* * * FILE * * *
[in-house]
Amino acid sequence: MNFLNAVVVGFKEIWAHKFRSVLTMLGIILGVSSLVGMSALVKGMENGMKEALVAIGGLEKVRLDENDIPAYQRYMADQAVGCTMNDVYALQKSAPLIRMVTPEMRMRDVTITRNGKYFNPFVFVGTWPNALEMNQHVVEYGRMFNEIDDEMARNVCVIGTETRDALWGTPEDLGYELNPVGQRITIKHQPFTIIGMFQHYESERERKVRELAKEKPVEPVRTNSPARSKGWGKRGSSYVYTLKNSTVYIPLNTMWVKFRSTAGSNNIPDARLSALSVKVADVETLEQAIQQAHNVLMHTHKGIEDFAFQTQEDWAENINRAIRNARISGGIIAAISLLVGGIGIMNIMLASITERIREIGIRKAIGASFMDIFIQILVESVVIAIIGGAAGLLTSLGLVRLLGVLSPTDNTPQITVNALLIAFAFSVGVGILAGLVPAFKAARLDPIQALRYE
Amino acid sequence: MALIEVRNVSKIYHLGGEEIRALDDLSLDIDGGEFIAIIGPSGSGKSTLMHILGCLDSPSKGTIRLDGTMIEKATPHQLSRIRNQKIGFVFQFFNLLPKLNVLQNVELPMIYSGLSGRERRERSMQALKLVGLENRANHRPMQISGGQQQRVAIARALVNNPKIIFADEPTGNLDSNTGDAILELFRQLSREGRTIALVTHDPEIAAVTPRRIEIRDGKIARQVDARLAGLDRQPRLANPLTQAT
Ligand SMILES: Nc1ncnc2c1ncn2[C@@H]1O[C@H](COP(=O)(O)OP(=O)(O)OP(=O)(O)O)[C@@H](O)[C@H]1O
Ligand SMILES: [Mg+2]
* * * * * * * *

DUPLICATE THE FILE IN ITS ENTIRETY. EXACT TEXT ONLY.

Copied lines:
[in-house]
Amino acid sequence: MNFLNAVVVGFKEIWAHKFRSVLTMLGIILGVSSLVGMSALVKGMENGMKEALVAIGGLEKVRLDENDIPAYQRYMADQAVGCTMNDVYALQKSAPLIRMVTPEMRMRDVTITRNGKYFNPFVFVGTWPNALEMNQHVVEYGRMFNEIDDEMARNVCVIGTETRDALWGTPEDLGYELNPVGQRITIKHQPFTIIGMFQHYESERERKVRELAKEKPVEPVRTNSPARSKGWGKRGSSYVYTLKNSTVYIPLNTMWVKFRSTAGSNNIPDARLSALSVKVADVETLEQAIQQAHNVLMHTHKGIEDFAFQTQEDWAENINRAIRNARISGGIIAAISLLVGGIGIMNIMLASITERIREIGIRKAIGASFMDIFIQILVESVVIAIIGGAAGLLTSLGLVRLLGVLSPTDNTPQITVNALLIAFAFSVGVGILAGLVPAFKAARLDPIQALRYE
Amino acid sequence: MALIEVRNVSKIYHLGGEEIRALDDLSLDIDGGEFIAIIGPSGSGKSTLMHILGCLDSPSKGTIRLDGTMIEKATPHQLSRIRNQKIGFVFQFFNLLPKLNVLQNVELPMIYSGLSGRERRERSMQALKLVGLENRANHRPMQISGGQQQRVAIARALVNNPKIIFADEPTGNLDSNTGDAILELFRQLSREGRTIALVTHDPEIAAVTPRRIEIRDGKIARQVDARLAGLDRQPRLANPLTQAT
Ligand SMILES: Nc1ncnc2c1ncn2[C@@H]1O[C@H](COP(=O)(O)OP(=O)(O)OP(=O)(O)O)[C@@H](O)[C@H]1O
Ligand SMILES: [Mg+2]